Saturday, April 09, 2005


Thanks to the Lakeland Ledger's weblog Polk News Watch for the turnon.

While Polk County didn't get the amount of damage from last year's hurricanes that Charlotte or Lee counties did, we certainly got our share. There are still a number of homes with FEMA-issued blue tarps over roofs, nine months after the fact.

It's great that people have not forgotten and are still willing to help those who have not yet fully recovered. A group of young people from Connecticut will arrive next weekend and will be staying at the Lions' Club camp for blind and disabled children near Lake Wales.

The group of approximately 100 high school students represents the non-demoninational Pilgrim Fellowship, a youth-based mission group formed under the auspicies of the First Congregational Church of Greenwich. They do something like this each year; in 2004 they helped a low income community damaged by wildfires.

According to the Shore Publishing newspapers:

"(Pilgrim Fellowship adult committee chairperson Rebecca) Bunting said (Guliford, CT teacher and PF director Michael) Dalton's goal for those going on the Polk County PF mission is to help 50 homeowners move back to their homes. Dalton, who has already visited the Florida community, has been coordinating with a FEMA director who knows the need in the area. At this point, no more FEMA money is available to assist the residents. Bunting also recently traveled to the southern community, where she said she saw "...mountains of refuse piled on the side of the roads."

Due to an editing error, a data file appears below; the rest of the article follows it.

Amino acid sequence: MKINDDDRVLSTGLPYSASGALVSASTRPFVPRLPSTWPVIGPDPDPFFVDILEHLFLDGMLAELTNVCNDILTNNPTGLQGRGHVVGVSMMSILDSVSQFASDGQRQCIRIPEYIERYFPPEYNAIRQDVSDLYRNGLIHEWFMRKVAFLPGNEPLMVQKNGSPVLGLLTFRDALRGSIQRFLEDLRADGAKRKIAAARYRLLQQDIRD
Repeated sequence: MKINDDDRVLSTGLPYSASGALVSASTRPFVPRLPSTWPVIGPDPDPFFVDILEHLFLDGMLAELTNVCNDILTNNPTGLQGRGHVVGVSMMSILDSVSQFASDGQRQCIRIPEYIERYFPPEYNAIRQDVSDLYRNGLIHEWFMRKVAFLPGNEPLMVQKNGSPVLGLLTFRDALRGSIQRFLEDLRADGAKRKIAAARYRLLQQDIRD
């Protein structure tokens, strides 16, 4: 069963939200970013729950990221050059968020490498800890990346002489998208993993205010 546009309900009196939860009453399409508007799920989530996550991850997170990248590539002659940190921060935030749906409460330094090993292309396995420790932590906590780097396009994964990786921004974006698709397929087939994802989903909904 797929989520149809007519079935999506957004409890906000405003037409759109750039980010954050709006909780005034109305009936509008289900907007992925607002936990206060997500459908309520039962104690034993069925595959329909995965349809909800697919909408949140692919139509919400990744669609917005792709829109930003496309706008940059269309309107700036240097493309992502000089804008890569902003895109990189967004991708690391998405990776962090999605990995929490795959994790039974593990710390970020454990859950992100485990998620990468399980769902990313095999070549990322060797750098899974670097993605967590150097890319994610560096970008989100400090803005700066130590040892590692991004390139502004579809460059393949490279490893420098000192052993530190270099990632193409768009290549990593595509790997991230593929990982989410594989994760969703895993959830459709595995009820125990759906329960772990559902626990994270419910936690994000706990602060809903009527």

"This is a suburban, low- income community, where the average income is $10,000 or $12,000 a year. Some are Haitian immigrants, and they don't have any other place to live," she said.

In addition to helping the Florida residents, Dalton said, he hopes the youth members of PF will come away from the mission feeling empowered.

"Empowerment--the idea that they can make a real, tangible difference, if they put their energy into their cause. Second, and no less important, is the idea that all people are significant and all people deserve respect and dignity, even if they are below the poverty line.

"These are values that permeate all systems of spirituality. This is a mentality that, unfortunately, has been largely forgotten in the present climate," said Dalton. Besides helping to clean up debris to allow for rebuilding, the PF youths are trying to raise money to make a substantial gift of much-needed financial support to the Florida community."

Dalton added, he hopes PF youths will give the Polk County residents " in the goodness of ordinary people. There is so much negativity in our pop culture...there is also a perception that all young people care about is (whether) their cell phone works and that they have the latest Xbox game. Young people can be materialistic, but so too are adults.

Given the opportunity, they rise to the occasion. I see it all the time. They really want social justice."

There's a lot of people in Polk that will sincerely appreciate this effort. God bless 'em.


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